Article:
Online Learning Strategies work on eCampusOntario report
Published on: April 17, 2020
Interested in discovering how learning analytics (LA) are used at Ontario post-secondary institutions?
The results are published in a new research report that the University of Toronto’s (U of T), along with Fanshawe College, conducted called Learning Analytics Environmental Scan project (LA-ES).
This project, commissioned by the provincial non-profit eCampusOntario, was carried out between January and February 2020. The goal of this work was to gain insight into the current status of LA activities and conversations within Ontario’s higher education institutions.
The report defines LA as “the measurement, collection, analysis and reporting of data about learners and their contexts, for purposes of understanding and optimizing learning and the environments in which it occurs.” In this context, it examined the frequency of different types of LA-related responsibilities in Ontario public colleges and universities.
“Feedback from respondents across the province suggests that sharing knowledge among stakeholders within our institutions is critical to identification and implementation of high value initiatives,” said Laurie Harrison, the director of Online Learning Strategies at U of T, who manages the portfolio that worked on the project. “We will need to learn from each other and collaborate effectively across academic and IT/business units to make meaning from the immense data stores now available to us.”
Key findings included:
- More than half of the respondents thought LA to be of interest to their institution.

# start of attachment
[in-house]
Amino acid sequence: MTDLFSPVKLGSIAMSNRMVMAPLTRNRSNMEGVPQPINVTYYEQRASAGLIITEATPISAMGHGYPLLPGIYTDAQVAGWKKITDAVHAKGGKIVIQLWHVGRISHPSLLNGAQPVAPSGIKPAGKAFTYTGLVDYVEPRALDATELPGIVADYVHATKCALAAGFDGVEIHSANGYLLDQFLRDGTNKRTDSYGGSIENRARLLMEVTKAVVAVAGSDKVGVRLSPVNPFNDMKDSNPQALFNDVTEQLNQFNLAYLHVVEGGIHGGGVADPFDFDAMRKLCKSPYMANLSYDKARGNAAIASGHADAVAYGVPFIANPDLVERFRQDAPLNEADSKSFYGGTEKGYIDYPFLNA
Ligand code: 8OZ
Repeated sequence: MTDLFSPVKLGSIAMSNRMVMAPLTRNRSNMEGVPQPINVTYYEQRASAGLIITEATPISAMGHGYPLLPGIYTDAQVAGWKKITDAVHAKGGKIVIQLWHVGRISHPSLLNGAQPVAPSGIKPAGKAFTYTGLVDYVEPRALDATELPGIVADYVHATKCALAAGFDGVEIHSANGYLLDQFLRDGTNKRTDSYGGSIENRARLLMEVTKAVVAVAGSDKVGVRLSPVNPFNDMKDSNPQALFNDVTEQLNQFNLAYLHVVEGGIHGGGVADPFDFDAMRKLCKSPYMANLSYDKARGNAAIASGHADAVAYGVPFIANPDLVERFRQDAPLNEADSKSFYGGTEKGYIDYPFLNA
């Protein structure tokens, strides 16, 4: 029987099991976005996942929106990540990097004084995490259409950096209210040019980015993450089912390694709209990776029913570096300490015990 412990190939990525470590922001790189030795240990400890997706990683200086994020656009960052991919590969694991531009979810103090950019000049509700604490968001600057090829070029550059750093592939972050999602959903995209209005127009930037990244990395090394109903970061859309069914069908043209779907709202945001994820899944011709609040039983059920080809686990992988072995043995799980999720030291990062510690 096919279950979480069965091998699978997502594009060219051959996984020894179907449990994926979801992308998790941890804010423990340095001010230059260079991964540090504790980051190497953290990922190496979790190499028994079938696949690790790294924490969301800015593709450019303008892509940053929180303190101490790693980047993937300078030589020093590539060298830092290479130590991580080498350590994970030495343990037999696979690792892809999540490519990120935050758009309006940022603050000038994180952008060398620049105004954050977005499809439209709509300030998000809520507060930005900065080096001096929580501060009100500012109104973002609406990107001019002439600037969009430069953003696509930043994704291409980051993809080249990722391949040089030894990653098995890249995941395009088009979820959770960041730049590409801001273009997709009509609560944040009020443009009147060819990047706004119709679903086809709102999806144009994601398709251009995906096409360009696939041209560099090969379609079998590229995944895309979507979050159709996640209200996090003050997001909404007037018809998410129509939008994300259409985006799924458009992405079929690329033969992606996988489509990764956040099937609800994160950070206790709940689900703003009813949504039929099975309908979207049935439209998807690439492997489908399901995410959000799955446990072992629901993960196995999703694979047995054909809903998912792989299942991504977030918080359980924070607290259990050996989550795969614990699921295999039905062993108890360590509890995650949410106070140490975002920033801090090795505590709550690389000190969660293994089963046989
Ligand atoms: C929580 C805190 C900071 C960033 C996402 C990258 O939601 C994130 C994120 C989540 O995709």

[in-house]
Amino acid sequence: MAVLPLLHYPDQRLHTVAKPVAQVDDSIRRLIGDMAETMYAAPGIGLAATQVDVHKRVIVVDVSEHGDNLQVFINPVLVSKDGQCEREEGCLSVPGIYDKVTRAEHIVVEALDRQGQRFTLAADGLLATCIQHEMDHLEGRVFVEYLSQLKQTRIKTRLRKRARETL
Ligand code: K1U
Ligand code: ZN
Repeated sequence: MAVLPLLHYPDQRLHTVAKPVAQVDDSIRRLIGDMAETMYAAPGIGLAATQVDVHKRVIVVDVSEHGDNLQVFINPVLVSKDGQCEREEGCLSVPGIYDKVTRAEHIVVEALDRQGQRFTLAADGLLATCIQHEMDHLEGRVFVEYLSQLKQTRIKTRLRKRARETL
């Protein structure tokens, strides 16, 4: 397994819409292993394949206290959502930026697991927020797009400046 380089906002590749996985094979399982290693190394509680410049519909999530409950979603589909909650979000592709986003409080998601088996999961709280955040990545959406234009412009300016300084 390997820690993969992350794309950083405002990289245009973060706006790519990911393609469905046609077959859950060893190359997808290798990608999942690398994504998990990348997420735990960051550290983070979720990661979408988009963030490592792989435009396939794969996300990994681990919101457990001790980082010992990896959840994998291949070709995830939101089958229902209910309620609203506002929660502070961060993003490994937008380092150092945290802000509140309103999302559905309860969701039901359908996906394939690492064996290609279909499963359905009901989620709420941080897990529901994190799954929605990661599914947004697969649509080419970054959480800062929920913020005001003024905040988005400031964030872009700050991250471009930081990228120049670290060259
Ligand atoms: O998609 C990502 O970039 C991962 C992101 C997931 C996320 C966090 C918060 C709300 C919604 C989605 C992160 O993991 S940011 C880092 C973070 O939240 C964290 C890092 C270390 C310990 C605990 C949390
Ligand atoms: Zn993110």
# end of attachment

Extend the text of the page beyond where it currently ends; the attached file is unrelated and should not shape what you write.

- For universities, the most recurring LA-related responsibility was technology support.
- The most cited reasons for LA use were “improving student retention” and “identifying opportunities to improve course and/or program design and delivery.”
- The positions most engaged in use of LA in colleges and universities are research and instruction-related positions, followed by curriculum/technology support staff.
- Factors that may enable LA conversations and activities in these institutions included staff and faculty time/human resources (24 per cent) and access to analytics expertise (20 per cent).
“Successful use of learning analytics relies on human resources as well as infrastructure,” said Harrison. “Our exploration of learning analytics needs align with learner success as our guiding compass point.”
The data sources for this project included an online survey, online focus groups and online public documentation available from the websites of public Ontario post-secondary institutions. In addition, the report shares its project design, thematic findings and insights gained.
To view the entire report, click here.